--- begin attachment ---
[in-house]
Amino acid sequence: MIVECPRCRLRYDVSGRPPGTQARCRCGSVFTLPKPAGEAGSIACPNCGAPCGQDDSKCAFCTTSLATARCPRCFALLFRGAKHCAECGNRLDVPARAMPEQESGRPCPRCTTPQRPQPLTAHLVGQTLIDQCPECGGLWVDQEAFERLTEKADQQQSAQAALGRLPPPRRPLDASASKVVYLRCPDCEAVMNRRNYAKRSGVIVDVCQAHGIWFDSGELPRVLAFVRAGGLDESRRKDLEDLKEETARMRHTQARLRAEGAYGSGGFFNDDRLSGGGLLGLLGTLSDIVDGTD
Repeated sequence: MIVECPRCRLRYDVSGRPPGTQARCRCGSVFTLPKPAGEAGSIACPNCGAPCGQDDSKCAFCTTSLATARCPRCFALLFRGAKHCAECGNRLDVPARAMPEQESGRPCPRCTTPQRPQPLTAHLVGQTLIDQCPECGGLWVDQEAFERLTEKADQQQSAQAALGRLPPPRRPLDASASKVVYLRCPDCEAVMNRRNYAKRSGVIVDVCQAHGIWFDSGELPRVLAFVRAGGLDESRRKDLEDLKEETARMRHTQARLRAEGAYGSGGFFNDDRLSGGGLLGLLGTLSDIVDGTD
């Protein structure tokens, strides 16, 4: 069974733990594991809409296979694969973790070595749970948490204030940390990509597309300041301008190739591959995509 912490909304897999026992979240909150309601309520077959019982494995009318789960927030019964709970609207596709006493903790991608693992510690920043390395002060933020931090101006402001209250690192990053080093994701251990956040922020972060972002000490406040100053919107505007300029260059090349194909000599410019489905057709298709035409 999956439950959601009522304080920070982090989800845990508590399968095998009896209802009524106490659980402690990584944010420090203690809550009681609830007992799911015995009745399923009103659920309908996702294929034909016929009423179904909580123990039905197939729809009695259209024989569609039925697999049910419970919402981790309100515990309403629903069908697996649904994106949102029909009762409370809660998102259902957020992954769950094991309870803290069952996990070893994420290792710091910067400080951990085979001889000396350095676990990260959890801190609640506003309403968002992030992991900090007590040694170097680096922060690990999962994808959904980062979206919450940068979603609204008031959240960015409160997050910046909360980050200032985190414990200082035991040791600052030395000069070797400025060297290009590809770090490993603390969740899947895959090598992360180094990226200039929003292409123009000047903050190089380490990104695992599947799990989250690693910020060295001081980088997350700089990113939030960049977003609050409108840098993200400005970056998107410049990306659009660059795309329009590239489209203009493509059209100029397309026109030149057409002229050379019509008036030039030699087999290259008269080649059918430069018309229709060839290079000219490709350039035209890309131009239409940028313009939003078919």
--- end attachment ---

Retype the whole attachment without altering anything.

[in-house]
Amino acid sequence: MIVECPRCRLRYDVSGRPPGTQARCRCGSVFTLPKPAGEAGSIACPNCGAPCGQDDSKCAFCTTSLATARCPRCFALLFRGAKHCAECGNRLDVPARAMPEQESGRPCPRCTTPQRPQPLTAHLVGQTLIDQCPECGGLWVDQEAFERLTEKADQQQSAQAALGRLPPPRRPLDASASKVVYLRCPDCEAVMNRRNYAKRSGVIVDVCQAHGIWFDSGELPRVLAFVRAGGLDESRRKDLEDLKEETARMRHTQARLRAEGAYGSGGFFNDDRLSGGGLLGLLGTLSDIVDGTD
Repeated sequence: MIVECPRCRLRYDVSGRPPGTQARCRCGSVFTLPKPAGEAGSIACPNCGAPCGQDDSKCAFCTTSLATARCPRCFALLFRGAKHCAECGNRLDVPARAMPEQESGRPCPRCTTPQRPQPLTAHLVGQTLIDQCPECGGLWVDQEAFERLTEKADQQQSAQAALGRLPPPRRPLDASASKVVYLRCPDCEAVMNRRNYAKRSGVIVDVCQAHGIWFDSGELPRVLAFVRAGGLDESRRKDLEDLKEETARMRHTQARLRAEGAYGSGGFFNDDRLSGGGLLGLLGTLSDIVDGTD
């Protein structure tokens, strides 16, 4: 069974733990594991809409296979694969973790070595749970948490204030940390990509597309300041301008190739591959995509 912490909304897999026992979240909150309601309520077959019982494995009318789960927030019964709970609207596709006493903790991608693992510690920043390395002060933020931090101006402001209250690192990053080093994701251990956040922020972060972002000490406040100053919107505007300029260059090349194909000599410019489905057709298709035409 999956439950959601009522304080920070982090989800845990508590399968095998009896209802009524106490659980402690990584944010420090203690809550009681609830007992799911015995009745399923009103659920309908996702294929034909016929009423179904909580123990039905197939729809009695259209024989569609039925697999049910419970919402981790309100515990309403629903069908697996649904994106949102029909009762409370809660998102259902957020992954769950094991309870803290069952996990070893994420290792710091910067400080951990085979001889000396350095676990990260959890801190609640506003309403968002992030992991900090007590040694170097680096922060690990999962994808959904980062979206919450940068979603609204008031959240960015409160997050910046909360980050200032985190414990200082035991040791600052030395000069070797400025060297290009590809770090490993603390969740899947895959090598992360180094990226200039929003292409123009000047903050190089380490990104695992599947799990989250690693910020060295001081980088997350700089990113939030960049977003609050409108840098993200400005970056998107410049990306659009660059795309329009590239489209203009493509059209100029397309026109030149057409002229050379019509008036030039030699087999290259008269080649059918430069018309229709060839290079000219490709350039035209890309131009239409940028313009939003078919």